How To Poo At Work, by Mats & Enzo
This is a book that one doesn’t want to like but one can easily identify with. Going to the bathroom at work is an aspect of contemporary culture that draws a lot of problems. As someone who, for rather personal reasons, tends to take a fair amount of time on the stool when I go to the bathroom, this sort of book, and the ways that people can try to avoid being seen, heard, or smelled in the bathroom is something that I can definitely relate to. I can even say, somewhat to my embarrassment I suppose, that I have tried some of these methods to avoid awkward scenes in the bathroom, especially in those days when I went into the office every day. It is somewhat strange reading this book in the age of Coronavirus, considering how many jobs are remote and so many people working from home, but at least in the period before the contemporary age, this is a book that really hits close to home. I am not sure what that means, as there is definitely an undercurrent here that is a criticism of the way that many companies handle matters of going to the bathroom. Whether or not the reader is offended by that is, of course, up to each individual reader for oneself.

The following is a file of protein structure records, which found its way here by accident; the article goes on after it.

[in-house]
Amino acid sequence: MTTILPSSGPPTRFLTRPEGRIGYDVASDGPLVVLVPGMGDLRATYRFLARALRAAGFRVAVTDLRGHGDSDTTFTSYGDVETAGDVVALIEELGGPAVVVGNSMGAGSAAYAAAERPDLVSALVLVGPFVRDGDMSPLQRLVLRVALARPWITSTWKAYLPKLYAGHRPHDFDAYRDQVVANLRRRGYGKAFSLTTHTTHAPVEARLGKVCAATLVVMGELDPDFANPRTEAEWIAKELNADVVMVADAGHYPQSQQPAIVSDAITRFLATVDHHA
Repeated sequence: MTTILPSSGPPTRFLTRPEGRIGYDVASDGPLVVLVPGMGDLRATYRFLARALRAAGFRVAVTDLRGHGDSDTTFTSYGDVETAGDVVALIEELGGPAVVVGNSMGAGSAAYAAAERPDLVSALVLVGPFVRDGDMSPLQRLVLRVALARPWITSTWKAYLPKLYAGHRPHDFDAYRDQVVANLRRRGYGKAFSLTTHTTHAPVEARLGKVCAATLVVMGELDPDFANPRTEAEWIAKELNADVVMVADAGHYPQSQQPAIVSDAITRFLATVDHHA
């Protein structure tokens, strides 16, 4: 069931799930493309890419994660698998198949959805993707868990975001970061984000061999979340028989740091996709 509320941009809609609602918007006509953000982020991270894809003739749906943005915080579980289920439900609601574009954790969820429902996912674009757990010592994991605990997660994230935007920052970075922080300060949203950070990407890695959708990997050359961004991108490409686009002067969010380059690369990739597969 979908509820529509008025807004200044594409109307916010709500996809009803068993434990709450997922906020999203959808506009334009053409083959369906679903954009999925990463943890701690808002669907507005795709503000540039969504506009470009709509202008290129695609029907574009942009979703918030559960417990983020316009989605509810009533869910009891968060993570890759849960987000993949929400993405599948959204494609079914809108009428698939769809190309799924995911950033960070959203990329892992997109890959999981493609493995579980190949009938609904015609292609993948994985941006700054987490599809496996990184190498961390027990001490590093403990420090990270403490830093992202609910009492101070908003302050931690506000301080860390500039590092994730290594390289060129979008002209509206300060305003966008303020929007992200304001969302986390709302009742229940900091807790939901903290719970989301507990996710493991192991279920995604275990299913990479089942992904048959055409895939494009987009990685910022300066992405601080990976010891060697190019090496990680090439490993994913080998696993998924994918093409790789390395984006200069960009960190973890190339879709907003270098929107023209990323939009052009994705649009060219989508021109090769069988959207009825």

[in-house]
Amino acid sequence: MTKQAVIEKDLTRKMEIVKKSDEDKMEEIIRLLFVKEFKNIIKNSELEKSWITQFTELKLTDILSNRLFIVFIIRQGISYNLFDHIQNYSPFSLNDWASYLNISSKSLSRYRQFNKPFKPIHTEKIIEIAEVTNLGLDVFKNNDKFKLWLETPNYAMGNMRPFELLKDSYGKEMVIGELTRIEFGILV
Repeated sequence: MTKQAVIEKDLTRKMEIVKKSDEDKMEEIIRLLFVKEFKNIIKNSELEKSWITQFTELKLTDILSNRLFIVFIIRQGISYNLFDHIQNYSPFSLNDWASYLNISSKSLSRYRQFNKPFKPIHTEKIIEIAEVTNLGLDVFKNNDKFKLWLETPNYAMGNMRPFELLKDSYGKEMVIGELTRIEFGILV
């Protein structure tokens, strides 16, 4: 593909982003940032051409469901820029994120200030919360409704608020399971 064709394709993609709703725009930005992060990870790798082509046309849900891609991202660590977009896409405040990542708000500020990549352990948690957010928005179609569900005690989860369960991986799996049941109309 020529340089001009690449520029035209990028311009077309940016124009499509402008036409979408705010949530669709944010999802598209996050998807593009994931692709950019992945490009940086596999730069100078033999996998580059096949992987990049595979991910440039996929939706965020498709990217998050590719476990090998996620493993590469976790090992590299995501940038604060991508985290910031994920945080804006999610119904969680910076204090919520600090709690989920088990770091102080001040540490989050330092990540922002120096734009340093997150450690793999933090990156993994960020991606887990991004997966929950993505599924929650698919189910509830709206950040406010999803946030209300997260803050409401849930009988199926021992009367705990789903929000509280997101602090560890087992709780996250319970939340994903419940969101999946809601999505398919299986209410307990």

This book is organized in a logical fashion. First, there is a preface, introduction, a discussion of the book’s expert on bathroom solutions, as well as some golden rules and a key to the symbols on the various proposed solutions to various bathroom difficulties. The book then includes three parts as well as different gender-specific problems. The first part of the book looks at problems that one faces on the way to the bathroom (I), including being stuck into a meeting, running into one’s boss, having the door blocked by a cleaning lady, or even being on a business trip in a foreign country. The second part of the book deals with problems on the spot, such as stall doors not closing or all bathrooms are taken or creating odors or making too much noise (II). The third part of the book then deals with problems on the way out (III) of the bathroom, including not being able to unlock a door, being caught in the bathroom, or smelling like air freshener. The gender-specific problems include using urinals, handbag etiquette, being followed by a colleague, as well as a discussion of safety launch windows and a conclusion. Each of the situations is diagrammed, given a short scenario, provided with a solution, and an expert opinion as well as testimonial of the solution is given along with a rating for realism, difficulty, and potential dangers.